[Nuclear Symposium] The Future of Nuclear Energy in Middle East

On June 27, 1954, the USSR’s Obninsk Nuclear Power Plant became the world’s first nuclear power plant to generate electricity for a power grid, and produced around 5 megawatts of electric power. 2 years later the world witnessed the first large-scale nuclear power station opened at Calder Hall in Cumbria, England. Since then, there has been an argument on obtaining and using the nuclear power, or not. And this mind struggle was not only in the Middle East, but in the whole world.

In 1973, the Middle East oil crisis – when Arab countries producing oil unified their efforts as a weapon in the war against those who stand with the occupying state of Israel – had a significant effect on countries, such as France and Japan, which had relied more heavily on oil for electric generation to invest in nuclear power. So for 2 decades they and other countries invested a lot in that field, but the crisis generated by the disasters happening when those nuclear plants go under damage of human or nature catastrophe, such as what happened in Chernobyl (in the ex-Soviet Union) and Japan, forced other countries – such as Germany – to decide abandon the use of that energy, according to a near future plan.

The advantages of using such power are encouraging, as nuclear power costs about the same as coal, so it’s not expensive to make. It does not produce smoke or carbon dioxide, so it does not contribute to the greenhouse effect. It produces huge amounts of energy from small amounts of fuel. And it produces small amounts of waste. So it is considered very reliable and needed.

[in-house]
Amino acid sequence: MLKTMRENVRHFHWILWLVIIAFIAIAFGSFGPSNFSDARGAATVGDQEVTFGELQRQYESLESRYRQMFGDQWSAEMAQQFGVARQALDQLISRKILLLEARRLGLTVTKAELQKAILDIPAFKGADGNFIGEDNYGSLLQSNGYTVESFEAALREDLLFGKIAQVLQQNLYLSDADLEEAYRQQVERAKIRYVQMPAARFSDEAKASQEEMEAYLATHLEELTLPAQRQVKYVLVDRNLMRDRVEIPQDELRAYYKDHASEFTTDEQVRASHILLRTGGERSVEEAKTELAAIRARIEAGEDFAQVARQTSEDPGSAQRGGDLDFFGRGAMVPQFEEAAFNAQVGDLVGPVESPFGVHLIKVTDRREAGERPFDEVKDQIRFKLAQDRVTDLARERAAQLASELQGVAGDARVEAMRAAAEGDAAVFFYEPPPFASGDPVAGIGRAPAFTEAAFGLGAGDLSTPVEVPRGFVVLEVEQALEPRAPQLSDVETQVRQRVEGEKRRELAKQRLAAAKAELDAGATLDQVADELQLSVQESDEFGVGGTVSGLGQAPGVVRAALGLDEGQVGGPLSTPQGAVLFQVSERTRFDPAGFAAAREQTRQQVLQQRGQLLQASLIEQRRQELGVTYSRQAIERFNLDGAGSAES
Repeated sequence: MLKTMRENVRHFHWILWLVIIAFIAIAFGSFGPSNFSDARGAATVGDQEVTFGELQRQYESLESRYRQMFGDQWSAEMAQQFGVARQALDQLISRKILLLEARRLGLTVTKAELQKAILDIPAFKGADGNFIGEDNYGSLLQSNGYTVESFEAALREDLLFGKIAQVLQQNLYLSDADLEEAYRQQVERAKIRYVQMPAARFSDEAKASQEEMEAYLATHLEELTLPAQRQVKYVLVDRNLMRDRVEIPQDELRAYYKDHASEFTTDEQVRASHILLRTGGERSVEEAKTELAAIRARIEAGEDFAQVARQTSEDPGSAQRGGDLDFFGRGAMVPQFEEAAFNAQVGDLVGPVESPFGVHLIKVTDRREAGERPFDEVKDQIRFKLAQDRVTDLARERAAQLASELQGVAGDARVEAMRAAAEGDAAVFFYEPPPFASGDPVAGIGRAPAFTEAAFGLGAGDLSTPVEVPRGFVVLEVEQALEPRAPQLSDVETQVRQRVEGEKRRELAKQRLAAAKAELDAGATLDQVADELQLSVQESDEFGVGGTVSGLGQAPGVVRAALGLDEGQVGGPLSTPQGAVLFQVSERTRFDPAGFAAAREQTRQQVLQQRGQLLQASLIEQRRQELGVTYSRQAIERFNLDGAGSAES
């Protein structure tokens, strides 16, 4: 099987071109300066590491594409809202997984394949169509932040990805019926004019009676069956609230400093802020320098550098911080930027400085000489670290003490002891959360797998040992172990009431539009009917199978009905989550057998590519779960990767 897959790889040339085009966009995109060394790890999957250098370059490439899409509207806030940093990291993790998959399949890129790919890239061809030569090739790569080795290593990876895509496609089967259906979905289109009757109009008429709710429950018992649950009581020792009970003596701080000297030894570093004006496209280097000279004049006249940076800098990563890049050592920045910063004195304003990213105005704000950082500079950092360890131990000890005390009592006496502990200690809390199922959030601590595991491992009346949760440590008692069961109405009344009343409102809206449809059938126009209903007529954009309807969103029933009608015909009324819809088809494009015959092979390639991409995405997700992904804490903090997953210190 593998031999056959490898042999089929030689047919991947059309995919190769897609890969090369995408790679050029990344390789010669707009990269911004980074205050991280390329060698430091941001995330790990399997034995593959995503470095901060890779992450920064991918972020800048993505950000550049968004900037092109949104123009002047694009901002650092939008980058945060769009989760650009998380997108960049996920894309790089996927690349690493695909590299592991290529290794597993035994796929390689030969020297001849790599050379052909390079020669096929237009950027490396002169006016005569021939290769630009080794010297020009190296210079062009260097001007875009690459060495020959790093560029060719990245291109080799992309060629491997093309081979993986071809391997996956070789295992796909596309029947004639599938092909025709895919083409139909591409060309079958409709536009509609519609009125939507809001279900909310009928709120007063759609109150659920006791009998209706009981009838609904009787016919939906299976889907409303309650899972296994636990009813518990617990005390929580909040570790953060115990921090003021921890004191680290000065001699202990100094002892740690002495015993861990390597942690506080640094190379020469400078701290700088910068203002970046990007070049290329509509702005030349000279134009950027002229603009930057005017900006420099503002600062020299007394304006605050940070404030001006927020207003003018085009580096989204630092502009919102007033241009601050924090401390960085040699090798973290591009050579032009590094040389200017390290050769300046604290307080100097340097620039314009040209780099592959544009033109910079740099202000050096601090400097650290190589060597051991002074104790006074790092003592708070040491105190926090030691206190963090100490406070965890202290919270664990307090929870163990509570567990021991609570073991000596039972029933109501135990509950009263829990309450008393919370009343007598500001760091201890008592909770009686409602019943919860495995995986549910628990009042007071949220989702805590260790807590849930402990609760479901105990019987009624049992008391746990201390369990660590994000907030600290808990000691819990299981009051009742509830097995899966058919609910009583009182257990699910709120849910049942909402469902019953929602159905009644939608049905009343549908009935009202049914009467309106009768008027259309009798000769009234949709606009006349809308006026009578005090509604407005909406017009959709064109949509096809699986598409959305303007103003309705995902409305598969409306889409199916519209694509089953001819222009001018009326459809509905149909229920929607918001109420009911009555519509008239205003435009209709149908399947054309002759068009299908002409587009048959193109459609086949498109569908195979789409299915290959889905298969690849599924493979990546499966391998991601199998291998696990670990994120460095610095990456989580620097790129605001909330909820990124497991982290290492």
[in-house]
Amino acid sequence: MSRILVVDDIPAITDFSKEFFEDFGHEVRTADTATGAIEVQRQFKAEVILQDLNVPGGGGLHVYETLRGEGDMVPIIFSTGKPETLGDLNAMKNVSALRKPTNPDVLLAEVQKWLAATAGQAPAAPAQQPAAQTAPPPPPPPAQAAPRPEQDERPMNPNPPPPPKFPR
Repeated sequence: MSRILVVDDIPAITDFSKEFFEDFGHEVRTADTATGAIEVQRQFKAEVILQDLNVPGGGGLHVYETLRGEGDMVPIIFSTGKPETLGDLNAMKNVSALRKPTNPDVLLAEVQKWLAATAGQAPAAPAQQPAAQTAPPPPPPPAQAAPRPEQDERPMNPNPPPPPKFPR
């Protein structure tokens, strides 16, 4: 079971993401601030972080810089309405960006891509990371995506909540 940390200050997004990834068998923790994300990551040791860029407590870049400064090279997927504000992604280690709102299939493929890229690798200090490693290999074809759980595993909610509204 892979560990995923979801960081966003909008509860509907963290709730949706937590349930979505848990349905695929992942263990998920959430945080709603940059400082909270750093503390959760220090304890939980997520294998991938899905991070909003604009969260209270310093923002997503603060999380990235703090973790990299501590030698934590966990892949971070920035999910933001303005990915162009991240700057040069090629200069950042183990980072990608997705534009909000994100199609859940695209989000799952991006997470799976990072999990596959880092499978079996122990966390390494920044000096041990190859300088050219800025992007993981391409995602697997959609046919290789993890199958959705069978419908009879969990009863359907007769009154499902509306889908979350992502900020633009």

On the other side, those who stand against the use of such power have their disadvantages. Although not much waste is produced, it is very, very dangerous. It must be sealed up and buried for many years to allow the radioactivity to die away. A lot of money has to be spent on safety – if it does go wrong, a nuclear accident can be a major disaster.

The nuclear dream was a paper shown to relate the governing authorities in the region with science, technology, and progress. Also it shows the political muscles for opponents.

For Kuwait, as an example, the country’s interest in nuclear power began 4 years ago, when Kuwait announced plans to invest in nuclear to preserve its oil reserves. Kuwaiti officials signed agreements with the United States, France and Russia, all leading nuclear power producers, to boost bilateral cooperation in developing an indigenous civilian atomic energy infrastructure, and build 4 plants by 2022. But Fukushima incident resulted in the public questioning the necessity of building nuclear power plants in oil-rich Kuwait. Accordingly Kuwait has decided to abandon civilian nuclear power production (March 2011).

For my opinion, it is too early to have a range of nuclear power plants in the region, for these reasons:

• This region is still having the future resources for power generated by the vast amounts of oil and gas.
• The solar power is the other best alternative available for the countries in the region according to many aspects.
• The nuclear power plants need generations of scientists and atmosphere of science, that is not available enough so far in the region.

We need to 2 procedures of mapping the past and present, to be able to map the future. Such studies of real advantages and disadvantages must be considered again and again, if we really want to establish future peaceful nuclear power plants.

*This material is part of those announced in the 2012 International AJA Forum held last October under the title of  the role of news media to sustain the effect of 2012 Seoul Nuclear Security Summit. The forum was supported by the Korea Press Foundation.

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